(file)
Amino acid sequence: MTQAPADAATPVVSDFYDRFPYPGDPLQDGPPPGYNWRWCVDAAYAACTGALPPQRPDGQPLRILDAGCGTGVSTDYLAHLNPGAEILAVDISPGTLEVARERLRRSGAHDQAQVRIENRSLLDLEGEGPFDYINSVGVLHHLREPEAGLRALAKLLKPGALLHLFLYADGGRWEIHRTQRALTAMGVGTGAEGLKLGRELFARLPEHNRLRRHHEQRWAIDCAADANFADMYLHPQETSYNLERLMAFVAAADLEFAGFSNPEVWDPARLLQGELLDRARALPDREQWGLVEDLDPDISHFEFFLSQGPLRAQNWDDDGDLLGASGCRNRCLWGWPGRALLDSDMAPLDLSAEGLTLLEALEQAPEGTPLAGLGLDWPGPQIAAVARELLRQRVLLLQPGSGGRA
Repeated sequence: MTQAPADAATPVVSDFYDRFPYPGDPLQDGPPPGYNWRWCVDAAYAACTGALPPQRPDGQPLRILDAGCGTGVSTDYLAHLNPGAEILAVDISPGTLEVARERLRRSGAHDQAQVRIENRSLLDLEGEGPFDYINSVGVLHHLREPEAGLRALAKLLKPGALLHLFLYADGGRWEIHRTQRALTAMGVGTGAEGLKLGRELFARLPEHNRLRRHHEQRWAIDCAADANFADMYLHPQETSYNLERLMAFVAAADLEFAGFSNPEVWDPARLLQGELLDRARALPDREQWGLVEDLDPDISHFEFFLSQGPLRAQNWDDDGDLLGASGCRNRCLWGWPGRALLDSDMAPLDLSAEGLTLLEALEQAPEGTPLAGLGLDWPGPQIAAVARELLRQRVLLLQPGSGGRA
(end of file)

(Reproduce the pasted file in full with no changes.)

Amino acid sequence: MTQAPADAATPVVSDFYDRFPYPGDPLQDGPPPGYNWRWCVDAAYAACTGALPPQRPDGQPLRILDAGCGTGVSTDYLAHLNPGAEILAVDISPGTLEVARERLRRSGAHDQAQVRIENRSLLDLEGEGPFDYINSVGVLHHLREPEAGLRALAKLLKPGALLHLFLYADGGRWEIHRTQRALTAMGVGTGAEGLKLGRELFARLPEHNRLRRHHEQRWAIDCAADANFADMYLHPQETSYNLERLMAFVAAADLEFAGFSNPEVWDPARLLQGELLDRARALPDREQWGLVEDLDPDISHFEFFLSQGPLRAQNWDDDGDLLGASGCRNRCLWGWPGRALLDSDMAPLDLSAEGLTLLEALEQAPEGTPLAGLGLDWPGPQIAAVARELLRQRVLLLQPGSGGRA
Repeated sequence: MTQAPADAATPVVSDFYDRFPYPGDPLQDGPPPGYNWRWCVDAAYAACTGALPPQRPDGQPLRILDAGCGTGVSTDYLAHLNPGAEILAVDISPGTLEVARERLRRSGAHDQAQVRIENRSLLDLEGEGPFDYINSVGVLHHLREPEAGLRALAKLLKPGALLHLFLYADGGRWEIHRTQRALTAMGVGTGAEGLKLGRELFARLPEHNRLRRHHEQRWAIDCAADANFADMYLHPQETSYNLERLMAFVAAADLEFAGFSNPEVWDPARLLQGELLDRARALPDREQWGLVEDLDPDISHFEFFLSQGPLRAQNWDDDGDLLGASGCRNRCLWGWPGRALLDSDMAPLDLSAEGLTLLEALEQAPEGTPLAGLGLDWPGPQIAAVARELLRQRVLLLQPGSGGRA